Allston-Brighton District 9 City Councilor Mark Ciommo has now expressed the problems with the purchase. "I think the neighborhood has been clear about not taking residential stock [off the tax rolls]," he said last week in an interview.
The purchase of 2000 Comm Ave is "not something we want to encourage," Councilor Ciommo continued.
Construction of the building in 1987 was opposed by then-District 9 City Councilor Brian McLaughlin -- but supported by then-District City Councilor Thomas Menino, now Mayor of Boston.
BC previously tried unsuccessfully to purchase the property in 1993 because of strong neighborhood opposition -- and opposition of Paul Barrett, then-Director of the Boston Redevelopment Authority.
"If [purchase of the building] wasn't in the best interests of the neighborhood then, why would it be now?" said Theresa Hynes of Brighton earlier this week.
Converting Tax-Paying Housing Into a Student Dormitory
Director of Public Affairs Jack Dunn emailed GlobeSt.com to confirm that the university is interested in turning the building into an undergraduate dormitory:
Boston College’s interest in 2000 Commonwealth Ave. reflects the university’s desire to improve the quality of life for our neighbors and our students, by housing as many undergraduates as possible in university controlled residence halls.The 190 or so units are a mix of 1- and 2-bedroom apartments. Assuming two students per bedroom means that roughly 600 students could be housed in the building.
BC's purchase of this building, followed by conversion to undergraduate dormitory use, would take approximately $400,000 off of the city's tax roll. (190 or so units averaging a bit over $2000 per unit per year.) By comparison, BC currently only pays $215,000 per year in Payments In Lieu of Taxes (PILOT) to Boston.
When asked if the potential removal of approximately $400,000 from the city's tax rolls is appropriate compared to the $215,000 in PILOT, Councilor Ciommo answered, "No."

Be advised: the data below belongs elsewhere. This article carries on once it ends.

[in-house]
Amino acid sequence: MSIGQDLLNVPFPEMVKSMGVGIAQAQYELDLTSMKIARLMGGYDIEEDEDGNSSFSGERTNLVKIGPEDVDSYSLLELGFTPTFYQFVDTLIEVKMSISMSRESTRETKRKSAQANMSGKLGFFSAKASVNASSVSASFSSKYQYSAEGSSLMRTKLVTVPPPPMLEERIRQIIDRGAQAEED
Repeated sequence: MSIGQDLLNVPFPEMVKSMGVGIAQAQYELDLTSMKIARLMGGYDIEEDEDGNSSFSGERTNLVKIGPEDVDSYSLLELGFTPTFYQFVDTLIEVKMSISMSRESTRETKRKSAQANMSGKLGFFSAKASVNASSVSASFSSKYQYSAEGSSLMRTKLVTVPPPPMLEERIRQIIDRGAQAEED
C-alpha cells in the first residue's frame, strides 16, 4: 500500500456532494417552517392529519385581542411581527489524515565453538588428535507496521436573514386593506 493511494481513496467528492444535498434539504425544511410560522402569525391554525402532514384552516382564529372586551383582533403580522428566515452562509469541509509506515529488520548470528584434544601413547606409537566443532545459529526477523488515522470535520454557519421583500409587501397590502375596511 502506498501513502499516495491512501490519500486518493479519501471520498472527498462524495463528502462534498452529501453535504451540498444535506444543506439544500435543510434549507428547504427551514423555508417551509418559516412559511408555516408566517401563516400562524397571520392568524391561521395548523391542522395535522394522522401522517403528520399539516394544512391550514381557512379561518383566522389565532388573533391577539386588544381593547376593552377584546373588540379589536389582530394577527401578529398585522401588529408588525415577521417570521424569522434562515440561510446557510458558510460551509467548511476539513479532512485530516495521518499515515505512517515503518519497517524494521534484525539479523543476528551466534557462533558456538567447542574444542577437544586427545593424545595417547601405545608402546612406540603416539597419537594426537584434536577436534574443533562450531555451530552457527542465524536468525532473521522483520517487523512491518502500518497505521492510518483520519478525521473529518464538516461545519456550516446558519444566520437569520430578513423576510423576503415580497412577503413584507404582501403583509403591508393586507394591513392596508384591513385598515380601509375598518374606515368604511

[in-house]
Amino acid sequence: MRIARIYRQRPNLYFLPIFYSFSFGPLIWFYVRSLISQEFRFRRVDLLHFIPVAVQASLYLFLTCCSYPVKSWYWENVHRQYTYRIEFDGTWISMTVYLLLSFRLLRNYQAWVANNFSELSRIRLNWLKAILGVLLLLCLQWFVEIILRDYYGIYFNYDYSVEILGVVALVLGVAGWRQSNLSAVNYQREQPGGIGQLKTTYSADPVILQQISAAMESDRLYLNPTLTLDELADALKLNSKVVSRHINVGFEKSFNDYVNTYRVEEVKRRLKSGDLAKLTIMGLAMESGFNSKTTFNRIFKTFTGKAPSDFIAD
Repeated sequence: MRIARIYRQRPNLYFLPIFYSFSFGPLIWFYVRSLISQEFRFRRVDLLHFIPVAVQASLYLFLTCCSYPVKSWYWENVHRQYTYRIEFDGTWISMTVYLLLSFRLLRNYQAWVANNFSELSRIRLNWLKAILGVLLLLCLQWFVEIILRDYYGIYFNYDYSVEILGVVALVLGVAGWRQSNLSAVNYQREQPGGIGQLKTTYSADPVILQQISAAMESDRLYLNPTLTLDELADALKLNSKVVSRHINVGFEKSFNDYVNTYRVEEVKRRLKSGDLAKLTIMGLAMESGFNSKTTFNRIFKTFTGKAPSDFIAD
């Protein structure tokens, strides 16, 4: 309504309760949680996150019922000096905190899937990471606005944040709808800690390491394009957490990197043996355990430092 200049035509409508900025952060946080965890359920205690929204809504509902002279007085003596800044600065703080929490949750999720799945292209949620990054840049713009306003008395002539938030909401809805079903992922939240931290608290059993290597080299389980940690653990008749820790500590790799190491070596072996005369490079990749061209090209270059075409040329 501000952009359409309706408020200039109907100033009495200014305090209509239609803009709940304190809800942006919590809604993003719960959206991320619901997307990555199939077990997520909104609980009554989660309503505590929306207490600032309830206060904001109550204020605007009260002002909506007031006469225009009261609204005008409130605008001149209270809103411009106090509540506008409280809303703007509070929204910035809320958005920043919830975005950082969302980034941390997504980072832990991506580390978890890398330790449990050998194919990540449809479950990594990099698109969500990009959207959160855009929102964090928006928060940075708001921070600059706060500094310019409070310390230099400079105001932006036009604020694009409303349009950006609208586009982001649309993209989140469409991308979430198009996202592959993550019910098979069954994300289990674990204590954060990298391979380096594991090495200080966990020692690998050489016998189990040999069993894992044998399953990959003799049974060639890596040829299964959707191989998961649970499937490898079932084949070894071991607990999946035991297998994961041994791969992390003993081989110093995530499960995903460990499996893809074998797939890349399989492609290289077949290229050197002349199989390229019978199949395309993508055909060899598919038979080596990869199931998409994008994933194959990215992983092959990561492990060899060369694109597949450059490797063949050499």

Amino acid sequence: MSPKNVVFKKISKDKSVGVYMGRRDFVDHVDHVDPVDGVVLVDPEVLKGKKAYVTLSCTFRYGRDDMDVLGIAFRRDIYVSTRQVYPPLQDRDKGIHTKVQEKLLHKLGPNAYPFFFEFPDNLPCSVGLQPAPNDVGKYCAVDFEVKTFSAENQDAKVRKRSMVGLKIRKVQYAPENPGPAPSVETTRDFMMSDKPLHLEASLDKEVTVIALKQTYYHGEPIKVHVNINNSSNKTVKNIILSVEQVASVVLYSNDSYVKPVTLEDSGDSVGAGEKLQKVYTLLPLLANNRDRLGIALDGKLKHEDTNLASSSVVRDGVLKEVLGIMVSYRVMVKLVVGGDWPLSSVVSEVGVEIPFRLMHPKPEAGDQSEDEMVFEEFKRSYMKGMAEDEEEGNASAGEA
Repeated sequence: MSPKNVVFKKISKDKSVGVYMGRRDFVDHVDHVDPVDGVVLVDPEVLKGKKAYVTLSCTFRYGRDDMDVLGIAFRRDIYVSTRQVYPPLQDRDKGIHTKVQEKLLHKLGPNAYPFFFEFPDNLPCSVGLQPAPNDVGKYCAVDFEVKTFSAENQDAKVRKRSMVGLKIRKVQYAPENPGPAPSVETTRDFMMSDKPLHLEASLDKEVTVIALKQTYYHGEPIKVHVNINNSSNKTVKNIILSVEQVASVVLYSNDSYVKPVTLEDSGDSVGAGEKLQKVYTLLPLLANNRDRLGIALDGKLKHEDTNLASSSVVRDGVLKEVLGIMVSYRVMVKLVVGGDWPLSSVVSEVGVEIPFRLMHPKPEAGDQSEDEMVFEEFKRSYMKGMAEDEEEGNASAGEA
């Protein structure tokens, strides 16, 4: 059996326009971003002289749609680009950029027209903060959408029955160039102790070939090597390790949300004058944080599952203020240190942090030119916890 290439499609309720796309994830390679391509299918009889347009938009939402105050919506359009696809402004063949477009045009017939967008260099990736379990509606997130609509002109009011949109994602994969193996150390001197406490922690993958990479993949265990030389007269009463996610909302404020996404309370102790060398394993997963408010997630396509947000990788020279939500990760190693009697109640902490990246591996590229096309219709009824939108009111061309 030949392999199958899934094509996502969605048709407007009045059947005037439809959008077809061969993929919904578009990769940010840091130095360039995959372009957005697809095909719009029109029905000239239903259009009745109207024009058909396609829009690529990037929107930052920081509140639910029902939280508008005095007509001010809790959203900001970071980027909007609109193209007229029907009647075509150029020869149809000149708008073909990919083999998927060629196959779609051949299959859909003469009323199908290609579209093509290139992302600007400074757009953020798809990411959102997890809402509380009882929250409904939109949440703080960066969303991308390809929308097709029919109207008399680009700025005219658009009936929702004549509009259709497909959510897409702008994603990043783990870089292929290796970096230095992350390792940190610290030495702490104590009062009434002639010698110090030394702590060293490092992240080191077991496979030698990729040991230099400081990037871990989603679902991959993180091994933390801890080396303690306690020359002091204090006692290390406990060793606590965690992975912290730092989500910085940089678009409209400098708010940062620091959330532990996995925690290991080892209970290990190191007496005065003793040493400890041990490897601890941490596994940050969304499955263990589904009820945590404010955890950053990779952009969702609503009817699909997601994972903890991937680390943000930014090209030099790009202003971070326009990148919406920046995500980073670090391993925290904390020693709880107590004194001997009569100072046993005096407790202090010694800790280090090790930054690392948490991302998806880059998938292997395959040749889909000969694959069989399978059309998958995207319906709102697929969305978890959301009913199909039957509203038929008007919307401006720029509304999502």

BC Official Refuses to Meet With Neighborhood Civic Organization Over Issue
The Brighton Allston Improvement Association invited Thomas Keady, Jr., Boston College's Vice President for Governmental and Community Affairs, to meet with their group on Thursday, June 5th to discuss BC's possible purchase of the building.
Dick Marques, President of the BAIA, confirmed the invitation and that Keady declined the offer, saying that BC would instead only meet once the issue was more finalized.
Marques and Hynes interpreted Keady's refusal to attend the civic group's meeting as an attempt to meet with the neighborhood only after the deal was over and done with -- not in advance, when the neighborhood might provide input into whether or not the deal should happen in the first place.
Delays In Discussing Revised Institutional Master Plan With Residents
The BRA sent out a message two weeks ago canceling the May meeting of the BC Task Force, which caused head scratching amongst a number of neighborhood residents.
John Fitzgerald, project manager at the BRA overseeing BC's IMP filings with the city, wrote back to me:
It was rescheduled because BC has been working closely with the BRA, even as recently as last week where suggestions were made by the BRA on some options for BC. We just wanted to make sure that BC has had time to respond to our issues rather than holding a Task Force meeting where BC would not be ready to present anything concrete.Adding two plus two together, I suspect that BC did not inform city officials about the purchase of 2000 Comm Ave until very recently, and that the city responded by asking BC to make modifications to the IMP by factoring in undergraduate housing at the new apartment building into their plans.
Councilor Ciommo confirmed that BC had been pursuing the purchase secretly, because he only found out about it by reading the story last week at the Brighton Centered Blog.
An obvious conclusion from all of this: there is now absolutely no need for a Brighton Dorm. By expressing their interest in 2000 Comm Ave as undergraduate student housing, BC is clearly stating that 16-story dormitories are an acceptable housing model for their undergraduates. The move to purchase 2000 Comm Ave directly contradicts repeated statements by Keady to the Brighton community that on-campus student behavior is poor in tall dormitory buildings.
BC can easily achieve 100% on-campus housing for their undergraduates by simply adding a few stories to dormitories already envisioned for their Main Campus, particularly at the current site of the Mods dorms. No need for any new dormitories on the former St. John's Seminary land -- or even purchasing 2000 Comm Ave -- to reach 100% on-campus housing.